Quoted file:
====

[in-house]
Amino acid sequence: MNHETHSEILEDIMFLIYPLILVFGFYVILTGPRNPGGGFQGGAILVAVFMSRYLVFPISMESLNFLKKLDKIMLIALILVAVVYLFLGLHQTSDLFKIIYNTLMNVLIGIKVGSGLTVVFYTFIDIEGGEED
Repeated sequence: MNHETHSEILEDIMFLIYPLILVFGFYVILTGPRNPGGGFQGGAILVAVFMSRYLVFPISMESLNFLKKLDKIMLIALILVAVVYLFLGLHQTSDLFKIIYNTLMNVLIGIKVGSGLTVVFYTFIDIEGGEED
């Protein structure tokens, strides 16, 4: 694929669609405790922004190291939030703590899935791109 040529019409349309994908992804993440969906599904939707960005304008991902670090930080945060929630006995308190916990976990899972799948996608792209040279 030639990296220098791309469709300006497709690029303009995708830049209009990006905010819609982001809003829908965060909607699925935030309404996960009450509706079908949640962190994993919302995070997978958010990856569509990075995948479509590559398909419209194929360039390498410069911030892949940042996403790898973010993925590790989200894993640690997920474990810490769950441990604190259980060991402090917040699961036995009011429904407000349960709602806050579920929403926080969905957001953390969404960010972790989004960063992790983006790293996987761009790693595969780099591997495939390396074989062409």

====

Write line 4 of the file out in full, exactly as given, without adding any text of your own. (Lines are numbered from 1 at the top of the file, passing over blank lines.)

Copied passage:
């Protein structure tokens, strides 16, 4: 694929669609405790922004190291939030703590899935791109 040529019409349309994908992804993440969906599904939707960005304008991902670090930080945060929630006995308190916990976990899972799948996608792209040279 030639990296220098791309469709300006497709690029303009995708830049209009990006905010819609982001809003829908965060909607699925935030309404996960009450509706079908949640962190994993919302995070997978958010990856569509990075995948479509590559398909419209194929360039390498410069911030892949940042996403790898973010993925590790989200894993640690997920474990810490769950441990604190259980060991402090917040699961036995009011429904407000349960709602806050579920929403926080969905957001953390969404960010972790989004960063992790983006790293996987761009790693595969780099591997495939390396074989062409």